Written by John Guzman

Expats in Thailand were not deterred by the political turmoil in the country that shut Bangkok down, where most continue to remain positive that the political unrest will end soon. On March 18, Bangkok state of emergency was lifted and business was back to usual for most foreigners.

On April 2, 2014, Bangkok Post reported foreign investors looking for equities on real estate are back on track. At least eight foreign investor groups from countries such as Korea, Singapore and Hong Kong approached property consultant Colliers International Thailand for investment opportunities. These new developments in the Thai property market would only increase further the cost of doing business in the Southeast Asian country.

Since the economic boom of Thailand fuelled by the massive influx of foreign visitors, real estate market surged simultaneously, as more foreign companies wanted to tap the growing market at the time. Many foreigners who came as tourists felt attachment to the country and stayed since.

Recently and despite the political turmoil, Bangkok Business Brief mentioned the demand for serviced apartments in 2013 remained unchanged in most areas of Bangkok, according to the real estate adviser CBRE Thailand. A testament reflecting Thailand remains convenient for foreigners working and living in despite the odds. It is worth to mention, as of this year, foreigners in the country made up almost 95 percent of the total demand on rental units in premium locations, as reported by a Financial Times article.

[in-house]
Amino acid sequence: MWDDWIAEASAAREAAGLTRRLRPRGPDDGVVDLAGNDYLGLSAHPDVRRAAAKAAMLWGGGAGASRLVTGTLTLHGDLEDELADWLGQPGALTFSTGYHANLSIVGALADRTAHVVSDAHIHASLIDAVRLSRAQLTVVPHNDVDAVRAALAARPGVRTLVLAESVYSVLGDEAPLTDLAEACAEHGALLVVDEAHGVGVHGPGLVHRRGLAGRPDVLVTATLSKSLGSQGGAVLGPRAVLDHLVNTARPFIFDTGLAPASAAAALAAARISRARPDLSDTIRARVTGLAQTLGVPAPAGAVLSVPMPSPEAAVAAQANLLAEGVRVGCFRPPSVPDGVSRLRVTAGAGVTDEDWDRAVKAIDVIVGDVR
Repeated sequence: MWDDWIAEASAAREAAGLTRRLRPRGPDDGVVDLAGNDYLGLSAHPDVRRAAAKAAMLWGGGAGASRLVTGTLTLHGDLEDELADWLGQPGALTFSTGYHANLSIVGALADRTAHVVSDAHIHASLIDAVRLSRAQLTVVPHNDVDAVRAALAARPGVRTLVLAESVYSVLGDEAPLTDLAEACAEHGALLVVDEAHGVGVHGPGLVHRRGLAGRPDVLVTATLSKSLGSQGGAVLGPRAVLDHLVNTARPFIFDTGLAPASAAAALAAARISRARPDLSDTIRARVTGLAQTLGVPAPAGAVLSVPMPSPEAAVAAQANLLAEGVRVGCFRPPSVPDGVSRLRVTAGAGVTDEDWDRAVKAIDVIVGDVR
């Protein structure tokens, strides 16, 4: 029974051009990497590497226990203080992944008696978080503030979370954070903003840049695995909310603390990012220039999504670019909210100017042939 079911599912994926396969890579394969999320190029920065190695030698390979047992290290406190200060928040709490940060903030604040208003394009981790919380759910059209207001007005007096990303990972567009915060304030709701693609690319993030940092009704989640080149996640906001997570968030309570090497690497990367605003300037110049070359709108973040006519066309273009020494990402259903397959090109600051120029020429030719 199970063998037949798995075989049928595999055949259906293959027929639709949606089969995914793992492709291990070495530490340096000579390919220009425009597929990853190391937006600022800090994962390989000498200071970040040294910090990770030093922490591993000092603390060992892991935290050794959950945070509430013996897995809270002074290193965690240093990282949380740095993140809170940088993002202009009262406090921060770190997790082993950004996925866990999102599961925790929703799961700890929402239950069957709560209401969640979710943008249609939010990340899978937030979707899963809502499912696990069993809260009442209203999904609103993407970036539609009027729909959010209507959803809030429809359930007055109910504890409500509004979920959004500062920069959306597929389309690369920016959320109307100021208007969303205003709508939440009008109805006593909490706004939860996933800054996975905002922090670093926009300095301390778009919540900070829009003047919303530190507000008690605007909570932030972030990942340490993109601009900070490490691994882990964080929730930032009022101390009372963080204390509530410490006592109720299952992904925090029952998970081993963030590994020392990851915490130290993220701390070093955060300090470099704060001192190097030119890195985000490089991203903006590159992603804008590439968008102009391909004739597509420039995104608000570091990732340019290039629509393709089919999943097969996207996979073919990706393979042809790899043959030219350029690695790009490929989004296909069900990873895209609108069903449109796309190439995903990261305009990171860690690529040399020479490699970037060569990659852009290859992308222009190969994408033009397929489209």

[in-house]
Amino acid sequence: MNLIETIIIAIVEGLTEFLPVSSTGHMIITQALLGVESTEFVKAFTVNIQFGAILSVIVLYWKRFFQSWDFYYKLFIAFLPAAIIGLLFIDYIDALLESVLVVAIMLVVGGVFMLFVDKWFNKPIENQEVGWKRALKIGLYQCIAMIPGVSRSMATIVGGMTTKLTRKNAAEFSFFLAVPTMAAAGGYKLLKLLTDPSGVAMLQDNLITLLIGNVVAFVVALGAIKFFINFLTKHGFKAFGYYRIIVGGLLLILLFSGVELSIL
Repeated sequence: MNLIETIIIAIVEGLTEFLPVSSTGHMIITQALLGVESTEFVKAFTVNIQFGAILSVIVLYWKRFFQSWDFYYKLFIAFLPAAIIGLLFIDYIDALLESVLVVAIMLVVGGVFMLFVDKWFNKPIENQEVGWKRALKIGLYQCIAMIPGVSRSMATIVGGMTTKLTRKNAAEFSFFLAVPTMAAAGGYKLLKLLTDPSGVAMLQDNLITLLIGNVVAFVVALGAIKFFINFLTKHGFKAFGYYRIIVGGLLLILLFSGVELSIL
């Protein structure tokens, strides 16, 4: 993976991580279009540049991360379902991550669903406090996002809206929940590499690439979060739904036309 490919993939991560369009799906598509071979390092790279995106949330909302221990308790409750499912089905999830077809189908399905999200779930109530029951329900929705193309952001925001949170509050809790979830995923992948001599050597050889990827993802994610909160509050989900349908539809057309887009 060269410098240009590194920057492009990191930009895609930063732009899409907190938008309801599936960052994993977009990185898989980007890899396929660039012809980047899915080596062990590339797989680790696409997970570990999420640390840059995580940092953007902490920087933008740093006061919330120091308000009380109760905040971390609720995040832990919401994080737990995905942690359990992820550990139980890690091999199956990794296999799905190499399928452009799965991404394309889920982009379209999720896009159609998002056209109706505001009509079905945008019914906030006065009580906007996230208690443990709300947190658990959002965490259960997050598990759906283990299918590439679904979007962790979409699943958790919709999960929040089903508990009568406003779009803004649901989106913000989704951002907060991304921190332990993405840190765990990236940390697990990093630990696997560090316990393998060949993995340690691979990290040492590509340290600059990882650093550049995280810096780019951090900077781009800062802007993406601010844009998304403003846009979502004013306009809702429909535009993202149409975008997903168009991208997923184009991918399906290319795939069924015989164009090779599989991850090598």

In another development, office space vacancy, in the capital Bangkok, fell below 10 percent for the first time in 20 years. By the end of 2013, aggregate office space in Bangkok stood at 8.1 million square meters and the occupancy rate was as high as 90.4 percent. All locations and all grades have seen improvement in occupancy. Rent cost rose between 5 to 9 percent year-on-year, depending on the quality and location of the building, according to James Pitchon of CBRE Research and Consulting in a Pattaya Mail report.

The high demand of office space brings in foreigners limited bargaining power. Thus, rent prices in Bangkok shall only increase in the coming years, assuming political issues come to an end. However, as seen in the past few months, these issues do not seem to represent a big factor for foreigners who continue to stay in the country. The only obstacle for small to medium foreign enterprises would then only be the higher cost. On the other hand, benefits are numerous, as the market is well-developed and quality is almost guaranteed. Transportation infrastructure in Bangkok is developed to some extent, compared to its peers, although still needs improvement. Renting means foreigners have a constant option to find something better. For instance, the political unrest that started late last year made many foreigners move out of areas neighbouring protests.

Thailand property market should not only be concentrated in the capital, as a significant number of foreign companies, mostly manufacturing companies, are housed in provinces outside Bangkok, specifically in Chiang Mai, Khon Kaen, and Chon Buri. In these provinces and by the end of 2013, available office spaces still remained limited, while demand continued to be strong. This lack of supply would be a major obstacle for foreign companies, who are looking to expand their business in the country.

–Edited by Mohamed P.Hassan

By Ray